184_notes:b_flux_t

Section 22.2 in Matter and Interactions (4th edition)

So far, we talked about how you can create a curly electric field (and thus an induced voltage/induced current) from a changing magnetic flux. We have gone through examples of what happens when the area changes and in your last project you worked through what happens when the coil is rotating. You also had a demo video that showed what happened when a strong magnet was brought towards or away from the coil, which is one way that the strength of the magnetic field can change. If instead, you have a magnetic field that is produced by a current, another way that the magnetic field can change is if the current (that is producing the magnetic field) changes. This is actually a fairly common situation for two reasons: 1) we are often turning on and off electrical devices and 2) the current/voltage coming from the wall outlets is an alternating current (meaning it is constantly changing from positive to negative). These notes are going to focus on the first of these, that is, how an induced current develops from a magnetic field that is changing with time that is not the result of the physical motion of a magnet. (The next page of notes will discuss the second case.)

Approximating current vs time graph for initially connecting a circuit

When you initially connect a resistor to a battery, the current in the circuit is initially zero and then increases to its steady state value. If we made a graph of the magnitude of the current in the wires around the circuit, it would look something like one shown to right. In this case we would mathematically model the current as $I=I_0(1-e^{-t/\tau})$, where $I_0$ is the steady state current and $\tau$ is a constant that tells you how fast the current reaches the steady state. If you only have a resistor in the circuit, it takes nano-seconds to micro-seconds to reach the steady state current.

While this is a realistic representation of the current in the circuit, mathematically, it can be a little complicated. Instead, we will simplify the model and approximate the increase of current in the circuit as shown in the graph to right. We will say that there is a period of time where the current is increasing linearly, and after that time we have a constant steady state current.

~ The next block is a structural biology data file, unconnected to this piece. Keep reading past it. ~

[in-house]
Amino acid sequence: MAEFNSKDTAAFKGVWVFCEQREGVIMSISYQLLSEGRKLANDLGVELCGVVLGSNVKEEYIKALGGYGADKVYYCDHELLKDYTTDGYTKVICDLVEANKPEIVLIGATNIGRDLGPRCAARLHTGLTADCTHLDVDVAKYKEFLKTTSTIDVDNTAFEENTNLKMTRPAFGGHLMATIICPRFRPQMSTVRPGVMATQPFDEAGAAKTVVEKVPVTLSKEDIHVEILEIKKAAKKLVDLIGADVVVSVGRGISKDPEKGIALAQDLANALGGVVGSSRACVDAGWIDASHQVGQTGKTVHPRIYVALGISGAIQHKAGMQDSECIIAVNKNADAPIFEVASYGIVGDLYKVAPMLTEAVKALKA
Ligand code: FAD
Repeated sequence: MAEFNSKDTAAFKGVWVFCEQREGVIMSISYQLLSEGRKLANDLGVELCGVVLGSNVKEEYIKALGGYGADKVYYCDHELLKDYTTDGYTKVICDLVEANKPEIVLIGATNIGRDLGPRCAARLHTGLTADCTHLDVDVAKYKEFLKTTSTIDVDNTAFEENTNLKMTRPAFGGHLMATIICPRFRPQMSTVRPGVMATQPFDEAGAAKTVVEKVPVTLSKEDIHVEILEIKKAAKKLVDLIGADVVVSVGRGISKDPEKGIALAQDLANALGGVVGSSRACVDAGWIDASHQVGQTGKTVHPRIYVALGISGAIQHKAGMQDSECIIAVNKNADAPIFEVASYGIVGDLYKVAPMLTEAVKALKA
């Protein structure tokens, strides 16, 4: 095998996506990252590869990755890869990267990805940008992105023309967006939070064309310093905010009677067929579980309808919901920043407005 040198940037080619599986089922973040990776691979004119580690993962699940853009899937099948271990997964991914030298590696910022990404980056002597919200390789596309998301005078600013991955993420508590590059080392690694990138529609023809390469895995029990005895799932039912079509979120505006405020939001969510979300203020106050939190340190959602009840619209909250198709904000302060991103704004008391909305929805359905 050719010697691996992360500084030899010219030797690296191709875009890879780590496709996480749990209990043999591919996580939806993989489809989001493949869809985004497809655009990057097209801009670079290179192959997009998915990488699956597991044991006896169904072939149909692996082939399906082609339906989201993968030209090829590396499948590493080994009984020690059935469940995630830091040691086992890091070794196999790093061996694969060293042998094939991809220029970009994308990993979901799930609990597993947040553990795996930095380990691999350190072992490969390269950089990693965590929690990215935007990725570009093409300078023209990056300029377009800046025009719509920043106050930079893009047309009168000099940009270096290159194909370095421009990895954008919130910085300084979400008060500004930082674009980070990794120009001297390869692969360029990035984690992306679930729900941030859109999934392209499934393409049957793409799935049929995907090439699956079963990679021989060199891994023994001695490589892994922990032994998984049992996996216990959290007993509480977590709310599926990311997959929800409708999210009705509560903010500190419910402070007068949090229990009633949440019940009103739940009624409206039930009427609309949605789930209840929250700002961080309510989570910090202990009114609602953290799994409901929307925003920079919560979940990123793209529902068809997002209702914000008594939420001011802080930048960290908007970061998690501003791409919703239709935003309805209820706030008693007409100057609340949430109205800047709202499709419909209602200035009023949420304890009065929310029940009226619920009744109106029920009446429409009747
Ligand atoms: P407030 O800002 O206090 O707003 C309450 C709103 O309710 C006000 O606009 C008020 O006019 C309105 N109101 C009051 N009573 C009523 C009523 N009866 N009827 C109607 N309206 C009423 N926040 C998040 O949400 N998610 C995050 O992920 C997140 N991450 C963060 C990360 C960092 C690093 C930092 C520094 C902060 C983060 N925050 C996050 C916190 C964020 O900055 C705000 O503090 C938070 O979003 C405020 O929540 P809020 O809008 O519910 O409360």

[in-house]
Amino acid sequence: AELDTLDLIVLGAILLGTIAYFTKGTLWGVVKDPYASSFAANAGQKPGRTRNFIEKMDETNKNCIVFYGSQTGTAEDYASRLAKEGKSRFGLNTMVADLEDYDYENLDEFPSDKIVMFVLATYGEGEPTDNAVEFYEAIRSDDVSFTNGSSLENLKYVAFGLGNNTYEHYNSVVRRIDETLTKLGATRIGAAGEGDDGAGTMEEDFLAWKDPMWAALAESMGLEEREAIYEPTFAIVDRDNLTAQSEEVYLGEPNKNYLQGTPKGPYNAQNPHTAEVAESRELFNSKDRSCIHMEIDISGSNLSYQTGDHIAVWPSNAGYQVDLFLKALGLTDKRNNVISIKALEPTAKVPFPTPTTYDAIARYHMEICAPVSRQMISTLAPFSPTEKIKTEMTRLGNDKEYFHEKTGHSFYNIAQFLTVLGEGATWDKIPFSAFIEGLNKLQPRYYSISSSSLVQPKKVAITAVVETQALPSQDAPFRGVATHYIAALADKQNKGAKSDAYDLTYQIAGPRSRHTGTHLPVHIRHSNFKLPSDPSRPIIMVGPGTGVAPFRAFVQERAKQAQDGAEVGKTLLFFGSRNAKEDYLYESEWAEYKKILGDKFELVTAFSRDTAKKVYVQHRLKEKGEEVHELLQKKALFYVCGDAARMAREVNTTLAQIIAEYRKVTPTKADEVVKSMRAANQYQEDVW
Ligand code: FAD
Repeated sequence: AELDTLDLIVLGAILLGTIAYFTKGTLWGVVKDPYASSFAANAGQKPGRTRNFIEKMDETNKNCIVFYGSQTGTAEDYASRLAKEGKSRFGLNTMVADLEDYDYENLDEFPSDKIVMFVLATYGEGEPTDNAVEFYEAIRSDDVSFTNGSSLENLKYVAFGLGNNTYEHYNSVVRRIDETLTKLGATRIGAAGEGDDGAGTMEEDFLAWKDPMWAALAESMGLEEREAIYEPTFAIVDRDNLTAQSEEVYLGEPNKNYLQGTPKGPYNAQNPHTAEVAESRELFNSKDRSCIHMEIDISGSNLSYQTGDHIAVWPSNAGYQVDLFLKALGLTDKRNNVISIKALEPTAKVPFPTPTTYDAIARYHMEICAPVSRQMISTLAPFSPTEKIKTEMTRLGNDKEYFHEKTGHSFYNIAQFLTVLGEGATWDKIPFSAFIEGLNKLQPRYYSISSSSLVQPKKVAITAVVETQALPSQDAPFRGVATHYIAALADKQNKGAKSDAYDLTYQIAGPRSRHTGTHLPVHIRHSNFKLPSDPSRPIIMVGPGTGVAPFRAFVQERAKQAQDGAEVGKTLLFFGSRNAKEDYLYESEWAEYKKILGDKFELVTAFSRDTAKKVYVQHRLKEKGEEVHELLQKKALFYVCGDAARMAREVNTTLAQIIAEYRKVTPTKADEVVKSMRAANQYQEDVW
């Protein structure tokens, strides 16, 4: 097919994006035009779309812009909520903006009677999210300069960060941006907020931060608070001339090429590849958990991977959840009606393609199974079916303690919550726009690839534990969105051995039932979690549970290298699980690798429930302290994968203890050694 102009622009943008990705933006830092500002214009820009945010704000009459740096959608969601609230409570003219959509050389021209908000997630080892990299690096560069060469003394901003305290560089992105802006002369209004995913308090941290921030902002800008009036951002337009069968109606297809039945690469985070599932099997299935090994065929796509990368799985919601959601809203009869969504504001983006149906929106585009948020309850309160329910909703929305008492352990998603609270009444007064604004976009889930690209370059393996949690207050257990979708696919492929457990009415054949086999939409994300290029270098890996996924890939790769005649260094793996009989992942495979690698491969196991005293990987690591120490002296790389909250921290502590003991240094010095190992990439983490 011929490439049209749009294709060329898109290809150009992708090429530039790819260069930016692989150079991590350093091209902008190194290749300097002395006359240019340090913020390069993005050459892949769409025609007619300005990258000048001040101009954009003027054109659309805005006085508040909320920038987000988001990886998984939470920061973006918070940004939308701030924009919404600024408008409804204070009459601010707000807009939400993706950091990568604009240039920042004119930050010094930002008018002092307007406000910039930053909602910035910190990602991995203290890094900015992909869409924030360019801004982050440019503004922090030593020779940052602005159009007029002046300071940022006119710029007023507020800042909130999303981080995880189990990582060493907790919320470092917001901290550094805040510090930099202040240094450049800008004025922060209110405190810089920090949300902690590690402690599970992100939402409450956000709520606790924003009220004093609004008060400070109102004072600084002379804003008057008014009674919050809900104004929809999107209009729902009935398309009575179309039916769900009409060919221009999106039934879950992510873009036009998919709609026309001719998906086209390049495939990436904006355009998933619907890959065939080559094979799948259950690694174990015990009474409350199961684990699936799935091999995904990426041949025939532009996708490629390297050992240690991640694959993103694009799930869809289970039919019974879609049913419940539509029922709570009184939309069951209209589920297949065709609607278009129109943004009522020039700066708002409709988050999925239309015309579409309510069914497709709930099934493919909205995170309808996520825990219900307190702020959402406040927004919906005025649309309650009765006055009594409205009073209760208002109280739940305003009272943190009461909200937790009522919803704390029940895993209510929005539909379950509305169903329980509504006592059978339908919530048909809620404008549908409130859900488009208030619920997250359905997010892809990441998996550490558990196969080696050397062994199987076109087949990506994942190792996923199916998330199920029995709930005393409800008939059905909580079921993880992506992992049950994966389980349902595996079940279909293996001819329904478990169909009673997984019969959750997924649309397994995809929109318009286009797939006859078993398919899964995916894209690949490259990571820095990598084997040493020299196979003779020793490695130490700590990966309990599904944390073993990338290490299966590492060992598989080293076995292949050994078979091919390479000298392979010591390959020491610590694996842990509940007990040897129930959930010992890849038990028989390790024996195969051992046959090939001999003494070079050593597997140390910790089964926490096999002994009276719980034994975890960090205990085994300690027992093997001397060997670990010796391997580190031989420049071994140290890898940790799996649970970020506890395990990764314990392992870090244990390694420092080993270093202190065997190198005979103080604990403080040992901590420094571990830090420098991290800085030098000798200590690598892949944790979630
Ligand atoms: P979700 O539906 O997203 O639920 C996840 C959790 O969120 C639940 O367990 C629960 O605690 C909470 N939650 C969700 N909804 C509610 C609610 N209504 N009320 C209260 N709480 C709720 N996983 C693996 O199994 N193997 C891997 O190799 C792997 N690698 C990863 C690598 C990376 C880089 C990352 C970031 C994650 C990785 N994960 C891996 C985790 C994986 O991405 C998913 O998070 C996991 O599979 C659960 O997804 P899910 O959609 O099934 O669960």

When the current is at its steady state value, there would not be an induced current in a nearby coil because the magnetic field would not be changing (constant current would mean the magnetic field would also be constant over time). However, when the current is increasing, you would have an increasing magnetic field around the wires. If you were to put a loop of wire near this increasing magnetic field, you would see an induced current in the loop, even though the wire is not physically moving!

When you have a typical circuit (like a battery connected to a light bulb), the change in the magnetic field is small enough that the induced current in any nearby loop is probably negligible. However, as circuit components become smaller and smaller and are placed closer and closer together (with roughly the same amount of current), the induced currents (because of changing magnetic fields) can become an important consideration in the design of electronics.

Concentric coils, with the larger coil connected to a battery

As an example, let's consider a set of concentric coils, where the larger outside coil is initially connected to a battery so that it's current increases from 0 A to 1 A in 1 ns. What would be the induced potential in the smaller inner coil?

We know from Faraday's law that the induced voltage in the small loop should be equal to the change in magnetic flux through the small coil. Since the small coil is at the center of the large coil, the magnetic flux through the small coil would be due to the magnetic field from the large coil.

Magnetic field from the current in the outer loop